Capt. Robert S. Sorensen
Robert S. Sorensen was the son of John & Nora Sorensen. He
was born on April 5, 1903, and grew up at 215 West Second Street in Port
Clinton, Ohio, with his two sisters and brother.
Robert attended Port Clinton Schools and was a 1920 graduate of Port Clinton High School. While he was still in high school, Robert joined the newly organized tank company of the Ohio National Guard in 1920. After graduation from high school, he worked in his father's grocery store and enrolled at Ohio State University. He also married Marjorie Beerman.
In 1940, the tank company was called to federal service. It was now known as C Company, 192nd Tank Battalion. At this time, Robert held the rank of first lieutenant. With the other members of C Company, Robert trained at Fort Knox, Kentucky and then took part in maneuvers in Louisiana. It was at the end of these maneuvers that the battalion learned they were being sent overseas.
When the commanding officer of C Company failed to pass his physical. Robert assumed command of the company. With the command, he was also promoted to captain.
Sailing from Angel Island, the 192nd Tank Battalion arrived in the Philippine Islands on Thanksgiving Day, 1941. During this time, Robert had his company prepare their tanks and ammunition for use on maneuvers.
On December 8, 1941, just ten hours after Pearl Harbor was attacked, Robert and his men lived through the Japanese attack on Clark Field. Robert then commanded his men in repeated engagements against the Japanese.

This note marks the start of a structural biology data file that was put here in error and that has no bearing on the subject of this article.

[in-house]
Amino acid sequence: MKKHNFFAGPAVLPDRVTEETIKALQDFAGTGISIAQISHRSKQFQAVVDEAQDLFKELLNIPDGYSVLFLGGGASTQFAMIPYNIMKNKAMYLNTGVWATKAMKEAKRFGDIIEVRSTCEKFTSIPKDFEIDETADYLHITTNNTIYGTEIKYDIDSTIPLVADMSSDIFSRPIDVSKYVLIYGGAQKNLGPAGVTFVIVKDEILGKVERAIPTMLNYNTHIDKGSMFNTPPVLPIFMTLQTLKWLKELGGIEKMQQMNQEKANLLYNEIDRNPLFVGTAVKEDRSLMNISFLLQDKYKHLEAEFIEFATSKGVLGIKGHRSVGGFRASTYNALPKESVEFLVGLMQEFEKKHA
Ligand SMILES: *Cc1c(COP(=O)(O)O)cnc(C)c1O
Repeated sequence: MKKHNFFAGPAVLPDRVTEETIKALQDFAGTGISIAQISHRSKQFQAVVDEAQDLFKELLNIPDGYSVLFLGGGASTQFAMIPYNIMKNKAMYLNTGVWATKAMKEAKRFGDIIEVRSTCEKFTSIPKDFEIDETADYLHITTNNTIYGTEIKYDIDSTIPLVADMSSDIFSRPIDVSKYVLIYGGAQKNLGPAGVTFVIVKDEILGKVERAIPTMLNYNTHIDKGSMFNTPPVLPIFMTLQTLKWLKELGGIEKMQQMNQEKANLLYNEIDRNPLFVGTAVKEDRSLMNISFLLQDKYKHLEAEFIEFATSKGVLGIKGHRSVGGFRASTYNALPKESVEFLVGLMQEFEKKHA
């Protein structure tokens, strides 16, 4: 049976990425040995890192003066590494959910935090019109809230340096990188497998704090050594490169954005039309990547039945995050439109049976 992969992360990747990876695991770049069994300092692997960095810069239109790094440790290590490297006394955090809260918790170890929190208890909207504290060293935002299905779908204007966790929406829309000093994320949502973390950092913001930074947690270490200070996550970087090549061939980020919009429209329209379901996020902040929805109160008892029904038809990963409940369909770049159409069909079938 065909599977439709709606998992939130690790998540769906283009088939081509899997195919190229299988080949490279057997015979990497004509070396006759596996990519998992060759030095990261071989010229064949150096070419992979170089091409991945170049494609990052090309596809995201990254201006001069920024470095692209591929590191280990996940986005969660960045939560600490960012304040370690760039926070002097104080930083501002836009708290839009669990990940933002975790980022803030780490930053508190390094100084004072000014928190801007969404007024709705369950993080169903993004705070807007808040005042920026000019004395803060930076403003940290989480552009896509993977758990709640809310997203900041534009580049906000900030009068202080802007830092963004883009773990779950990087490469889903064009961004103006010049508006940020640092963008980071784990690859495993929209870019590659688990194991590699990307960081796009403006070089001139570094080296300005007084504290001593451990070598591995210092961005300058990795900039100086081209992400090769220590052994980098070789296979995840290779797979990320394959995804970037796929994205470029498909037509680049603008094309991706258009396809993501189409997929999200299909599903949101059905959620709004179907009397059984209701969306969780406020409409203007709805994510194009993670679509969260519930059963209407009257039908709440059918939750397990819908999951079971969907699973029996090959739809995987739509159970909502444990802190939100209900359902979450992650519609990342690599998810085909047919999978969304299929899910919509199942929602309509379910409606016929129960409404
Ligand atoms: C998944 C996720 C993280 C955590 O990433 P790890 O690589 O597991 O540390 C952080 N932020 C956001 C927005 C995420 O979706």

Sometime during the fight for the Philippines, Robert was hospitalized because he had received a shrapnel wound to his abdomen. When he was released, he was reassigned to Headquarters Company. He would later assume command of B Company. According to members of the company, he was an excellent commander. He was in command of the company when the order to surrender came on April 9, 1942.
Robert took part in the death march and was first held at Camp O'Donnell. While he was there, he suffered another illness which he survived. He was next imprisoned at Cabanatuan.
In the Fall of 1942, Robert was sent to Bilibid Prison. He was then sent to the Port Area of Manila for shipment to Japan. On November 7, 1942, he was boarded onto the Nagoto Maru for a seventeen day trip to Japan. After a stop at Formosa, the ship arrived at Moji, Japan, where the POWs were split into three groups.
In Japan, Robert was held at Umeda Camp, outside Osaka. The POWs in the camp worked as stevedores on the docks of Osaka. While he was there, he once again became ill and was sent Itchioka Hospital Camp. The hospital was the original POW camp which opened in June of 1942. It was there that Capt. Robert S. Sorensen died on June 22, 1943 of dysentery. He was 40 years old.
After his death, the body of Capt. Robert Sorensen was cremated, and his ashes were placed in a box. After the war, his family requested that his remains be returned to Port Clinton. Sometime later, his family appears to have changed their minds. Capt. Robert S. Sorensen was finally buried at the American Military Cemetery outside of Manila.
The Sorensen Family also had Robert's name put on the headstone of his parents in Riverview Cemetery in Port Clinton after the war.